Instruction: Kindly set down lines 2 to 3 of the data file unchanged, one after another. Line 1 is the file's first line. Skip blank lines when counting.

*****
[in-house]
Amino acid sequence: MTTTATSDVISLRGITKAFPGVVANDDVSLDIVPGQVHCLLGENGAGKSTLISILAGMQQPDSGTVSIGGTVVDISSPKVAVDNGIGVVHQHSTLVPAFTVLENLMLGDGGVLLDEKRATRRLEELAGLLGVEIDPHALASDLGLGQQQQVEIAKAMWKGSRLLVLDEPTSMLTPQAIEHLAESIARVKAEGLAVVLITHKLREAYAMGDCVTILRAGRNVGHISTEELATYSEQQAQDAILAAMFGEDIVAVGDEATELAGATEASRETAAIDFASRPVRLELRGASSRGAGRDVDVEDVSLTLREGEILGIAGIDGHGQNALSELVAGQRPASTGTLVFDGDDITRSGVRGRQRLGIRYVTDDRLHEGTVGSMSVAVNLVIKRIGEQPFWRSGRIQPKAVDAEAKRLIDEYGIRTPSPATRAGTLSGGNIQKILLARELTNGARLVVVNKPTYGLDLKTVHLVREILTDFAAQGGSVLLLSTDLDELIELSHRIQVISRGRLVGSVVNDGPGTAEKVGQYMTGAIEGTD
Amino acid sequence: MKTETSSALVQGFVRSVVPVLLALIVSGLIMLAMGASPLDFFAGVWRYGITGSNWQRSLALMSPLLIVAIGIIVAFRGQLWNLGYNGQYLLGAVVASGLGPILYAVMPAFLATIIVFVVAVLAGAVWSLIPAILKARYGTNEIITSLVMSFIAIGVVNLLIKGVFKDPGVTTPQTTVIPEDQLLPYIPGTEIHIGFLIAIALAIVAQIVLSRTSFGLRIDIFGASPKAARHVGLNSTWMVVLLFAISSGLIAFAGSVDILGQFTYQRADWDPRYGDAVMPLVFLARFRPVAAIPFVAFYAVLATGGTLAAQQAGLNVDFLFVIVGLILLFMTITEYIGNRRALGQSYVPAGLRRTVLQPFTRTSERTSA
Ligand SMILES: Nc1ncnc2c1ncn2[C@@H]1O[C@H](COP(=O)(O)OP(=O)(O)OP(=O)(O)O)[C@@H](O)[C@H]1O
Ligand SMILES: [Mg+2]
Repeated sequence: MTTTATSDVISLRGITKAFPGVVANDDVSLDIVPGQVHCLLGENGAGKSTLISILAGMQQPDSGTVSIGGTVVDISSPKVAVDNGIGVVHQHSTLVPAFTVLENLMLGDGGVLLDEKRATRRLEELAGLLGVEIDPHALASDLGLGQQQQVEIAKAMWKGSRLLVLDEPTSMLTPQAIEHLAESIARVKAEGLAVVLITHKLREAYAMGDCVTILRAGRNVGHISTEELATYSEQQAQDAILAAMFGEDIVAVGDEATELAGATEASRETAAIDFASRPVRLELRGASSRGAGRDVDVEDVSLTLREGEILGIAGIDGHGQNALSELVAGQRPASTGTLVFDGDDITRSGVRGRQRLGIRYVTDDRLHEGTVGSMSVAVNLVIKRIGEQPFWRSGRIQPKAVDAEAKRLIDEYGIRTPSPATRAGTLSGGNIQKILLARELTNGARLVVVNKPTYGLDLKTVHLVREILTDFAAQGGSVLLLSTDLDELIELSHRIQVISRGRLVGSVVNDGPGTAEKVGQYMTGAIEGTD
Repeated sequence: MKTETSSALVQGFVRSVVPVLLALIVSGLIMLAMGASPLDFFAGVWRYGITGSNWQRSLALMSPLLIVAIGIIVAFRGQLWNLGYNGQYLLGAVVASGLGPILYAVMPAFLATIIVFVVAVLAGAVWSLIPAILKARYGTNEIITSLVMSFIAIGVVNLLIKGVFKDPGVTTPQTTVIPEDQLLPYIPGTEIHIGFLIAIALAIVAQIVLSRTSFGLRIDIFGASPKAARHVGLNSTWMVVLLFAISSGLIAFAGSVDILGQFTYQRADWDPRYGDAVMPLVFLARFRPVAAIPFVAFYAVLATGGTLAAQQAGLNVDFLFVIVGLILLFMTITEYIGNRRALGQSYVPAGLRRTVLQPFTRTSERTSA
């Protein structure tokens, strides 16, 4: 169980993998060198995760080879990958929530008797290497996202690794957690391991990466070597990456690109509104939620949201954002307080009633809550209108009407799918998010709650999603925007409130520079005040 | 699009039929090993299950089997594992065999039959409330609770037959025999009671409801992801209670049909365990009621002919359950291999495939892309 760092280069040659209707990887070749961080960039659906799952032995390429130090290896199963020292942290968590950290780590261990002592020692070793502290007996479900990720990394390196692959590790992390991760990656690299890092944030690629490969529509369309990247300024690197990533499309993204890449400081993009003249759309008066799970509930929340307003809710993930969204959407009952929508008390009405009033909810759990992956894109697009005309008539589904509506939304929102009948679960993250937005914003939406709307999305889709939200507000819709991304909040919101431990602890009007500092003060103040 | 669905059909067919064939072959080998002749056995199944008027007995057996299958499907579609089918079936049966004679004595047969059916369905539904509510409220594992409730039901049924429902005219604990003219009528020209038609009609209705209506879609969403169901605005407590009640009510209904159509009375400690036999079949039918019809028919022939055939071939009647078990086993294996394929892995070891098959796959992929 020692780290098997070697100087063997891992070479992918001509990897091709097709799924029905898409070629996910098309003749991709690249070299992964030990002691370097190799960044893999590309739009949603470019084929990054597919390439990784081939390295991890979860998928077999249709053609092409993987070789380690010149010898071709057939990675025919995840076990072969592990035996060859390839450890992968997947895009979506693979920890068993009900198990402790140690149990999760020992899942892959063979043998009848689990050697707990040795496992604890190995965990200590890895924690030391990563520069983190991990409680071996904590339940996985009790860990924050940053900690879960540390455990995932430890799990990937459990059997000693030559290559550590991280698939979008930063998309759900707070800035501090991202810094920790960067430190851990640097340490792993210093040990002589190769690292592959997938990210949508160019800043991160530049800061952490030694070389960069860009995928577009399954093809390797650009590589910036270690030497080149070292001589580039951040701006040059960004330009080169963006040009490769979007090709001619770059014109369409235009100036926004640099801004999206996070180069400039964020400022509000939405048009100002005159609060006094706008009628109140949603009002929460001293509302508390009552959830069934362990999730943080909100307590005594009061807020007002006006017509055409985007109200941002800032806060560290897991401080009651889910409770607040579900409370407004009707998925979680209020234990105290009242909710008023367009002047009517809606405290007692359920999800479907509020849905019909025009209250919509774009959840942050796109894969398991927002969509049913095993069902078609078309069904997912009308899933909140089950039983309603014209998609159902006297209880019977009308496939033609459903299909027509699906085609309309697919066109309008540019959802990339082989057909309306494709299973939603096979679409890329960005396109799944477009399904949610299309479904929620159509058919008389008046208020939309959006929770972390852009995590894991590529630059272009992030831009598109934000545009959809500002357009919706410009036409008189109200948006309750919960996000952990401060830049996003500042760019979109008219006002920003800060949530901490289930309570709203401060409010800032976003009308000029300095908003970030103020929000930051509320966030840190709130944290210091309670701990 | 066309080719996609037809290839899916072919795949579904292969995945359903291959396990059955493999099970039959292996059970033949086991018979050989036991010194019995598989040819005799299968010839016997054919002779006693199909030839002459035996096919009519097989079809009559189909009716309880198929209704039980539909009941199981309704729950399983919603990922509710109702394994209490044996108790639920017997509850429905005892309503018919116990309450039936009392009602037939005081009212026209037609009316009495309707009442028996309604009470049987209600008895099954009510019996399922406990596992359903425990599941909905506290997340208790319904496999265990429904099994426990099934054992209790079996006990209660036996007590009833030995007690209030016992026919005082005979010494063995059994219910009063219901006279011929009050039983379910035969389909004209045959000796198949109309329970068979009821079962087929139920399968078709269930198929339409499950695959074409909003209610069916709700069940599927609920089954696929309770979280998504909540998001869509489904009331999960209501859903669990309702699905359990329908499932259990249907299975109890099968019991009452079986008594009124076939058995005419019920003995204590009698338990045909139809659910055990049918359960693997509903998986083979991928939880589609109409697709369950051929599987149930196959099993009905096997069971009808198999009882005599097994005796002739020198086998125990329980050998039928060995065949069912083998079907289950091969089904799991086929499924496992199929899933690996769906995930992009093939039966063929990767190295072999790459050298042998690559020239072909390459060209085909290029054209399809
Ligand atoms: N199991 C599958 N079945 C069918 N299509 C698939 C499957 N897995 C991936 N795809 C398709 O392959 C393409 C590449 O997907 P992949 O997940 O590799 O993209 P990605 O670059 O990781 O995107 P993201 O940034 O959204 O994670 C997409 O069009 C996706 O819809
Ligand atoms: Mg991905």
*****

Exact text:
Amino acid sequence: MTTTATSDVISLRGITKAFPGVVANDDVSLDIVPGQVHCLLGENGAGKSTLISILAGMQQPDSGTVSIGGTVVDISSPKVAVDNGIGVVHQHSTLVPAFTVLENLMLGDGGVLLDEKRATRRLEELAGLLGVEIDPHALASDLGLGQQQQVEIAKAMWKGSRLLVLDEPTSMLTPQAIEHLAESIARVKAEGLAVVLITHKLREAYAMGDCVTILRAGRNVGHISTEELATYSEQQAQDAILAAMFGEDIVAVGDEATELAGATEASRETAAIDFASRPVRLELRGASSRGAGRDVDVEDVSLTLREGEILGIAGIDGHGQNALSELVAGQRPASTGTLVFDGDDITRSGVRGRQRLGIRYVTDDRLHEGTVGSMSVAVNLVIKRIGEQPFWRSGRIQPKAVDAEAKRLIDEYGIRTPSPATRAGTLSGGNIQKILLARELTNGARLVVVNKPTYGLDLKTVHLVREILTDFAAQGGSVLLLSTDLDELIELSHRIQVISRGRLVGSVVNDGPGTAEKVGQYMTGAIEGTD
Amino acid sequence: MKTETSSALVQGFVRSVVPVLLALIVSGLIMLAMGASPLDFFAGVWRYGITGSNWQRSLALMSPLLIVAIGIIVAFRGQLWNLGYNGQYLLGAVVASGLGPILYAVMPAFLATIIVFVVAVLAGAVWSLIPAILKARYGTNEIITSLVMSFIAIGVVNLLIKGVFKDPGVTTPQTTVIPEDQLLPYIPGTEIHIGFLIAIALAIVAQIVLSRTSFGLRIDIFGASPKAARHVGLNSTWMVVLLFAISSGLIAFAGSVDILGQFTYQRADWDPRYGDAVMPLVFLARFRPVAAIPFVAFYAVLATGGTLAAQQAGLNVDFLFVIVGLILLFMTITEYIGNRRALGQSYVPAGLRRTVLQPFTRTSERTSA